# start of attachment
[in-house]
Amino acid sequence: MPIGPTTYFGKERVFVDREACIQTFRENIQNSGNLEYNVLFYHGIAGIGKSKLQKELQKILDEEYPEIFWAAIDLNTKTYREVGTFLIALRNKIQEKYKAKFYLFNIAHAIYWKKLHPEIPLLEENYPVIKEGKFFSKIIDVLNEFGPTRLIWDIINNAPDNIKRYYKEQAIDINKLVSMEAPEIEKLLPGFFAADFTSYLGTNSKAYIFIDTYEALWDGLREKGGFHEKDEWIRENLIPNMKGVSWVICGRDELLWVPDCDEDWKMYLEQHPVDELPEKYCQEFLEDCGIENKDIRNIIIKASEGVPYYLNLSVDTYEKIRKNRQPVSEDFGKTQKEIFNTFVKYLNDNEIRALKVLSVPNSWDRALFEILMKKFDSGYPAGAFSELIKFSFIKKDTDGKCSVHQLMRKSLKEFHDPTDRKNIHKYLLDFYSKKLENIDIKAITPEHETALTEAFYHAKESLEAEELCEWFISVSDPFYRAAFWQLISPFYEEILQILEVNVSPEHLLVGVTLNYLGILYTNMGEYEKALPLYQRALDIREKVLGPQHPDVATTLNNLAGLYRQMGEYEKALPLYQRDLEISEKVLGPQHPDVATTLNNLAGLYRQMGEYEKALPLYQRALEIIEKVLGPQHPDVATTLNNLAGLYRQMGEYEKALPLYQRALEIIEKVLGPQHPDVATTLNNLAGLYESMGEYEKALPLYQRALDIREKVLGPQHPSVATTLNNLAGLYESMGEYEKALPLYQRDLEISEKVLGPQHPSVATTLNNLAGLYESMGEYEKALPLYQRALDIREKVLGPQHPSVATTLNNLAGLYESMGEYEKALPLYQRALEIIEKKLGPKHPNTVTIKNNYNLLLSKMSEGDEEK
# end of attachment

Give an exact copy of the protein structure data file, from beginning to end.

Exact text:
[in-house]
Amino acid sequence: MPIGPTTYFGKERVFVDREACIQTFRENIQNSGNLEYNVLFYHGIAGIGKSKLQKELQKILDEEYPEIFWAAIDLNTKTYREVGTFLIALRNKIQEKYKAKFYLFNIAHAIYWKKLHPEIPLLEENYPVIKEGKFFSKIIDVLNEFGPTRLIWDIINNAPDNIKRYYKEQAIDINKLVSMEAPEIEKLLPGFFAADFTSYLGTNSKAYIFIDTYEALWDGLREKGGFHEKDEWIRENLIPNMKGVSWVICGRDELLWVPDCDEDWKMYLEQHPVDELPEKYCQEFLEDCGIENKDIRNIIIKASEGVPYYLNLSVDTYEKIRKNRQPVSEDFGKTQKEIFNTFVKYLNDNEIRALKVLSVPNSWDRALFEILMKKFDSGYPAGAFSELIKFSFIKKDTDGKCSVHQLMRKSLKEFHDPTDRKNIHKYLLDFYSKKLENIDIKAITPEHETALTEAFYHAKESLEAEELCEWFISVSDPFYRAAFWQLISPFYEEILQILEVNVSPEHLLVGVTLNYLGILYTNMGEYEKALPLYQRALDIREKVLGPQHPDVATTLNNLAGLYRQMGEYEKALPLYQRDLEISEKVLGPQHPDVATTLNNLAGLYRQMGEYEKALPLYQRALEIIEKVLGPQHPDVATTLNNLAGLYRQMGEYEKALPLYQRALEIIEKVLGPQHPDVATTLNNLAGLYESMGEYEKALPLYQRALDIREKVLGPQHPSVATTLNNLAGLYESMGEYEKALPLYQRDLEISEKVLGPQHPSVATTLNNLAGLYESMGEYEKALPLYQRALDIREKVLGPQHPSVATTLNNLAGLYESMGEYEKALPLYQRALEIIEKKLGPKHPNTVTIKNNYNLLLSKMSEGDEEK